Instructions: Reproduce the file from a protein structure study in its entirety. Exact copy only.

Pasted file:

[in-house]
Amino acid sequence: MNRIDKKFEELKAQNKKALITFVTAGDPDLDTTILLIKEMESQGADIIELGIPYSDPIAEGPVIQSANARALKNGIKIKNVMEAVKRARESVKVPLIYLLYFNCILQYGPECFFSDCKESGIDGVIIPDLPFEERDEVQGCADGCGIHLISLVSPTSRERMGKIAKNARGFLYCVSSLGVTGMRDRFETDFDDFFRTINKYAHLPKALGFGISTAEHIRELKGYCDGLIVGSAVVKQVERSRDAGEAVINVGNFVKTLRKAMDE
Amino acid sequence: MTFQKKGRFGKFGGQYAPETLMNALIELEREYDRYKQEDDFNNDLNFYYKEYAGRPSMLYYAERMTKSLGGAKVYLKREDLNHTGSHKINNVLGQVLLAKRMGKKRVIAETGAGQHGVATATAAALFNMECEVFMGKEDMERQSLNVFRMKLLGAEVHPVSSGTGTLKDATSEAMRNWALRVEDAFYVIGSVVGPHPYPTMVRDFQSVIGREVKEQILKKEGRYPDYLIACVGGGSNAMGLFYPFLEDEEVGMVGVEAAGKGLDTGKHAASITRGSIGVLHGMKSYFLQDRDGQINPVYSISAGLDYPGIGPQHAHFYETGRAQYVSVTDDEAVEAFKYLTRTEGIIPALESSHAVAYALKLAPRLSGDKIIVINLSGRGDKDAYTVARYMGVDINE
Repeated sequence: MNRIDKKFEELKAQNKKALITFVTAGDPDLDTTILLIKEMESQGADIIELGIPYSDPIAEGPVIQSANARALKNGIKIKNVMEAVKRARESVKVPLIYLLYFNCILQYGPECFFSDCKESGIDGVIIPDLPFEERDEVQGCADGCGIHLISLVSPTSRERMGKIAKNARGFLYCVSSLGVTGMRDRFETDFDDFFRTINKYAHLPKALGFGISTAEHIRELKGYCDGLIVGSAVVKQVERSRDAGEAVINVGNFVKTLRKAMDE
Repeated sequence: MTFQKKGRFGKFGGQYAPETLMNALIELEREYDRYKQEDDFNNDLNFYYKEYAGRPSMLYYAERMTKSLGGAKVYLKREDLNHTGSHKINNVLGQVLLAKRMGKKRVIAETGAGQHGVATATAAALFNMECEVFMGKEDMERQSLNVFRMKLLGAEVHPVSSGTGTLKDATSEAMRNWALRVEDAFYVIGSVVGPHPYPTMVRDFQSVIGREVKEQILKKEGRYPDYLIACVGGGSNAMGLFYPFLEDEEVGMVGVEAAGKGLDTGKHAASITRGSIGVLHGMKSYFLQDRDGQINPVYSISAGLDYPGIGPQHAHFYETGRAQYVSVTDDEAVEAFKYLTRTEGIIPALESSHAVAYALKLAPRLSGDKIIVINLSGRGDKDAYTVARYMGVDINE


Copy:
[in-house]
Amino acid sequence: MNRIDKKFEELKAQNKKALITFVTAGDPDLDTTILLIKEMESQGADIIELGIPYSDPIAEGPVIQSANARALKNGIKIKNVMEAVKRARESVKVPLIYLLYFNCILQYGPECFFSDCKESGIDGVIIPDLPFEERDEVQGCADGCGIHLISLVSPTSRERMGKIAKNARGFLYCVSSLGVTGMRDRFETDFDDFFRTINKYAHLPKALGFGISTAEHIRELKGYCDGLIVGSAVVKQVERSRDAGEAVINVGNFVKTLRKAMDE
Amino acid sequence: MTFQKKGRFGKFGGQYAPETLMNALIELEREYDRYKQEDDFNNDLNFYYKEYAGRPSMLYYAERMTKSLGGAKVYLKREDLNHTGSHKINNVLGQVLLAKRMGKKRVIAETGAGQHGVATATAAALFNMECEVFMGKEDMERQSLNVFRMKLLGAEVHPVSSGTGTLKDATSEAMRNWALRVEDAFYVIGSVVGPHPYPTMVRDFQSVIGREVKEQILKKEGRYPDYLIACVGGGSNAMGLFYPFLEDEEVGMVGVEAAGKGLDTGKHAASITRGSIGVLHGMKSYFLQDRDGQINPVYSISAGLDYPGIGPQHAHFYETGRAQYVSVTDDEAVEAFKYLTRTEGIIPALESSHAVAYALKLAPRLSGDKIIVINLSGRGDKDAYTVARYMGVDINE
Repeated sequence: MNRIDKKFEELKAQNKKALITFVTAGDPDLDTTILLIKEMESQGADIIELGIPYSDPIAEGPVIQSANARALKNGIKIKNVMEAVKRARESVKVPLIYLLYFNCILQYGPECFFSDCKESGIDGVIIPDLPFEERDEVQGCADGCGIHLISLVSPTSRERMGKIAKNARGFLYCVSSLGVTGMRDRFETDFDDFFRTINKYAHLPKALGFGISTAEHIRELKGYCDGLIVGSAVVKQVERSRDAGEAVINVGNFVKTLRKAMDE
Repeated sequence: MTFQKKGRFGKFGGQYAPETLMNALIELEREYDRYKQEDDFNNDLNFYYKEYAGRPSMLYYAERMTKSLGGAKVYLKREDLNHTGSHKINNVLGQVLLAKRMGKKRVIAETGAGQHGVATATAAALFNMECEVFMGKEDMERQSLNVFRMKLLGAEVHPVSSGTGTLKDATSEAMRNWALRVEDAFYVIGSVVGPHPYPTMVRDFQSVIGREVKEQILKKEGRYPDYLIACVGGGSNAMGLFYPFLEDEEVGMVGVEAAGKGLDTGKHAASITRGSIGVLHGMKSYFLQDRDGQINPVYSISAGLDYPGIGPQHAHFYETGRAQYVSVTDDEAVEAFKYLTRTEGIIPALESSHAVAYALKLAPRLSGDKIIVINLSGRGDKDAYTVARYMGVDINE